The year has been a particularly rough year for Chinese OEMs and more so for ZTE and Huawei. ZTE almost risked losing its Android license and had to pay billions of dollars in fees to continue operating on US soil. Similarly, Huawei’s proposed carrier deals with AT&T and Verizon fell through due to political pressure. To make matters worse, US government agencies were then banned from using technology made by either firm. The US even ‘encouraged’ some of its allies to stop using ZTE and Huawei tech and today, it looks like Japan might be following suit. Japan’s chief government spokesman, Yoshihide Suga noted that the country has been in close communication with the United States on a wide range of areas, including cybersecurity.
“Cybersecurity is becoming an important issue in Japan. We’ll take firm measures looking at it from a variety of perspectives.”
According to a report by Reuters, the Japanese government has similar concerns about Chinese equipment being used for spying and will cease purchases from Huawei and ZTE. Although ZTE and Huawei have vehemently denied the allegations of spying, a lot of countries are skeptical about using their equipment. Australia and New Zealand have even blocked them both from installing 5G network infrastructure, while the UK’s BT has stopped using Huawei equipment in its 3G and 4G network setups.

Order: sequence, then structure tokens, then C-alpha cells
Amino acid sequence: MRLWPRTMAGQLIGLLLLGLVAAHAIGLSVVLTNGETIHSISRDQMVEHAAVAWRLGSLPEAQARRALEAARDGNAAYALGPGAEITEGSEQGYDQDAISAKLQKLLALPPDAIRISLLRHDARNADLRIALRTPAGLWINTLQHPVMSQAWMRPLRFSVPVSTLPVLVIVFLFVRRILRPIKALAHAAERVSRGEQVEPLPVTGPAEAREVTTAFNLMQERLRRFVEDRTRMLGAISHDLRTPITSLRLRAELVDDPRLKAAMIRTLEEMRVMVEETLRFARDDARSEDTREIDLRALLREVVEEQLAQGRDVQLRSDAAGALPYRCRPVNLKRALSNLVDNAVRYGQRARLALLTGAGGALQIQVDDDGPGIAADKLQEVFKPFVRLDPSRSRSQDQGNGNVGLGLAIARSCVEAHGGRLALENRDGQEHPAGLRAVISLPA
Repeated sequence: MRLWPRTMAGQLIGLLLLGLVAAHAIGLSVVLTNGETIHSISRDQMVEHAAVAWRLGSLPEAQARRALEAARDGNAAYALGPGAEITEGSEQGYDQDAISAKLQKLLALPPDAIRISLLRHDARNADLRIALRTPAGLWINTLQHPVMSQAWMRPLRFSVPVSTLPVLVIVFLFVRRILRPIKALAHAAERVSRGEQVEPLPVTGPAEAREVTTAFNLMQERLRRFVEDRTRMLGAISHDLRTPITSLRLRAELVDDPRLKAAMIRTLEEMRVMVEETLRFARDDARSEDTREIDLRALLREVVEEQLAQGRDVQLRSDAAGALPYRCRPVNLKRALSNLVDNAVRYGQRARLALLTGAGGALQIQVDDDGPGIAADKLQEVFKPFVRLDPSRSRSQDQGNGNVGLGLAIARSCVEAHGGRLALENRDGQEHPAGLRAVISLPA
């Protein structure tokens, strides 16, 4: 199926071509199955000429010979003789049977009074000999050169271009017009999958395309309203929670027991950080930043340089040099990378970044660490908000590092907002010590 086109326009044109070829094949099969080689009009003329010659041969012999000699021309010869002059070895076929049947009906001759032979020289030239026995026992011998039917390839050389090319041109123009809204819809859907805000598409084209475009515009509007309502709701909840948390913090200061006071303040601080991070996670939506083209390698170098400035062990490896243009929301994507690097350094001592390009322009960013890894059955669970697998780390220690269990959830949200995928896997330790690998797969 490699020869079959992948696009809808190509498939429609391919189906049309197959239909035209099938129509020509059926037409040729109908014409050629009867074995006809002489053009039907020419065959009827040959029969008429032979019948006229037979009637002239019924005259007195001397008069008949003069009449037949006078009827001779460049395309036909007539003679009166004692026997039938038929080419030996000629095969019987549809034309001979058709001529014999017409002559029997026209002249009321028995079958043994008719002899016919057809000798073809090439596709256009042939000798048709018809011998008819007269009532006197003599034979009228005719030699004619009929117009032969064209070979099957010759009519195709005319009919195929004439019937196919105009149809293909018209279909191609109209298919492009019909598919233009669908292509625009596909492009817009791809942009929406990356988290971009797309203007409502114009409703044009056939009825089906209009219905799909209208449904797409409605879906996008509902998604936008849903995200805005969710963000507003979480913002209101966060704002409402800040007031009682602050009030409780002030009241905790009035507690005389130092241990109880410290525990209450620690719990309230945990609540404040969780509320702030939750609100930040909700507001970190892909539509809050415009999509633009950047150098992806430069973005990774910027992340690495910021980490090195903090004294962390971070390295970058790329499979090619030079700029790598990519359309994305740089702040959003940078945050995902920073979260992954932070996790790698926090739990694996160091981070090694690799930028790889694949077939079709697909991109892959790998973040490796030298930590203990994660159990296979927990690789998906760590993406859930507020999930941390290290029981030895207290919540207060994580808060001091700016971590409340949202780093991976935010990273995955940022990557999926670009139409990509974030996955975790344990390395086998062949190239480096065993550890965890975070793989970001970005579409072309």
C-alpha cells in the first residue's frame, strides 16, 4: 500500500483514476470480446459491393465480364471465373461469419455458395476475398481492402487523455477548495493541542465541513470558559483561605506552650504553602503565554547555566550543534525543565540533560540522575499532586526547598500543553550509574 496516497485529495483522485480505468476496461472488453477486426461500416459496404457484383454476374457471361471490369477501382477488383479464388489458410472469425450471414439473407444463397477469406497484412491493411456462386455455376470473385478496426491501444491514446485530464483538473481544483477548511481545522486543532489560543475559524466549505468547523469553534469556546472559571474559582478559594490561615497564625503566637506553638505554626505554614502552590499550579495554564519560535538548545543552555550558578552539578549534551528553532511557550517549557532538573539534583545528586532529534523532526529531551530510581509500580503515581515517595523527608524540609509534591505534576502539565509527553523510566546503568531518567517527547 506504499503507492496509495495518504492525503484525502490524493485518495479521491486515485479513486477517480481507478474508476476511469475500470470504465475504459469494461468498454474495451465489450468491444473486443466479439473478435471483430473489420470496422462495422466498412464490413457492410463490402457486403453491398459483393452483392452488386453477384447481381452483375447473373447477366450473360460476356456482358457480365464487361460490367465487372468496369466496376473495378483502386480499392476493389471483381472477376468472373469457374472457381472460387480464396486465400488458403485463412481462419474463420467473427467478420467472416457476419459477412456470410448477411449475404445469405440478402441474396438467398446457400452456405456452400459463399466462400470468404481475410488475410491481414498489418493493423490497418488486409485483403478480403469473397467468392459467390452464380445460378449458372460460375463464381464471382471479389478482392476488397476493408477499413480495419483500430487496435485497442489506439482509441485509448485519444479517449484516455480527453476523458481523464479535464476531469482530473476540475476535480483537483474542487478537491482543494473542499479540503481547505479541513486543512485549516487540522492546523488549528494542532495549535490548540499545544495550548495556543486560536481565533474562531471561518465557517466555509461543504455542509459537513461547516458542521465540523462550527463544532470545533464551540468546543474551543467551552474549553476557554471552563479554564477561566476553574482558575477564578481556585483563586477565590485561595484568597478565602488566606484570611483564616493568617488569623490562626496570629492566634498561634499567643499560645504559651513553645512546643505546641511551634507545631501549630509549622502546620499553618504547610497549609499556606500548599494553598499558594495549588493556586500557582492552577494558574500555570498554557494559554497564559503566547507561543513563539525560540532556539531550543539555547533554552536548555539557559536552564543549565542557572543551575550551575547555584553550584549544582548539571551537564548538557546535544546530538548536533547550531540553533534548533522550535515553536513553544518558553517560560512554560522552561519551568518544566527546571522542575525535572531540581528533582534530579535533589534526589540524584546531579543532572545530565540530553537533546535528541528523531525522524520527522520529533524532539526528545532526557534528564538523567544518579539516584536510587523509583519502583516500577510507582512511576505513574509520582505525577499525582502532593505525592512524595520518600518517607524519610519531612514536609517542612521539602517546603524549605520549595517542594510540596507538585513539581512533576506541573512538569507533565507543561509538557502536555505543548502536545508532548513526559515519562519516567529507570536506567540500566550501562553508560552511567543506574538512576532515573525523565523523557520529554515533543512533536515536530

The government plans to put in place measures aimed at strengthening security that apply to Huawei and ZTE in the revision. Considering that Japan has strong trade links with China, the influence of the US is plain to see in this instance. Huawei already supplies some network equipment to private Japanese telcos NTT Docomo and KDDI Corp. Tensions were already building between the US and China following the arrest of Huawei’s global CFO in Canada last week, and it doesn’t look as though these relationships will be improving anytime soon.
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